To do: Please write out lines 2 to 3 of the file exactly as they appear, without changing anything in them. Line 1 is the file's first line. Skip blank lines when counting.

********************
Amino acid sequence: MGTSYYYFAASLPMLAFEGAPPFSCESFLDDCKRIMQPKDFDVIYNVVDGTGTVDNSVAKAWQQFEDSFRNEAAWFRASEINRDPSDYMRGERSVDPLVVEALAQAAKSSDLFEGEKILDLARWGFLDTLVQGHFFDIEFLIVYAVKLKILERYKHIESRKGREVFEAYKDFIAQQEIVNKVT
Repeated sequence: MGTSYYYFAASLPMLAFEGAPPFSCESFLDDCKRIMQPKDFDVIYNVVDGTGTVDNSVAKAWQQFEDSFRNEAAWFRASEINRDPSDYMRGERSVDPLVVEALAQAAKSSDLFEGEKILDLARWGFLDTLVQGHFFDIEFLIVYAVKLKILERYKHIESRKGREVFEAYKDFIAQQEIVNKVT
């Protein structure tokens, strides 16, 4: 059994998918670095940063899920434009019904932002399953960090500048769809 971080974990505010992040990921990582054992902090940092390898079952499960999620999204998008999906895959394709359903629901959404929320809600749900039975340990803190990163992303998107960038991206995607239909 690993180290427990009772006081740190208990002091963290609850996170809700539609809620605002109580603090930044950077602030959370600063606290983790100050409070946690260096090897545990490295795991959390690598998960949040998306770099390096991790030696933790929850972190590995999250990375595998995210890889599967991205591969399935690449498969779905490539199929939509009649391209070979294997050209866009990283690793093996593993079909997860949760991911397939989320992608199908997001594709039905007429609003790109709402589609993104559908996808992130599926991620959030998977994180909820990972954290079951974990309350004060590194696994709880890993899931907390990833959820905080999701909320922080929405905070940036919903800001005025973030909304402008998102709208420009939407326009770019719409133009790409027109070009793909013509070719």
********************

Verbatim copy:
Repeated sequence: MGTSYYYFAASLPMLAFEGAPPFSCESFLDDCKRIMQPKDFDVIYNVVDGTGTVDNSVAKAWQQFEDSFRNEAAWFRASEINRDPSDYMRGERSVDPLVVEALAQAAKSSDLFEGEKILDLARWGFLDTLVQGHFFDIEFLIVYAVKLKILERYKHIESRKGREVFEAYKDFIAQQEIVNKVT
């Protein structure tokens, strides 16, 4: 059994998918670095940063899920434009019904932002399953960090500048769809 971080974990505010992040990921990582054992902090940092390898079952499960999620999204998008999906895959394709359903629901959404929320809600749900039975340990803190990163992303998107960038991206995607239909 690993180290427990009772006081740190208990002091963290609850996170809700539609809620605002109580603090930044950077602030959370600063606290983790100050409070946690260096090897545990490295795991959390690598998960949040998306770099390096991790030696933790929850972190590995999250990375595998995210890889599967991205591969399935690449498969779905490539199929939509009649391209070979294997050209866009990283690793093996593993079909997860949760991911397939989320992608199908997001594709039905007429609003790109709402589609993104559908996808992130599926991620959030998977994180909820990972954290079951974990309350004060590194696994709880890993899931907390990833959820905080999701909320922080929405905070940036919903800001005025973030909304402008998102709208420009939407326009770019719409133009790409027109070009793909013509070719």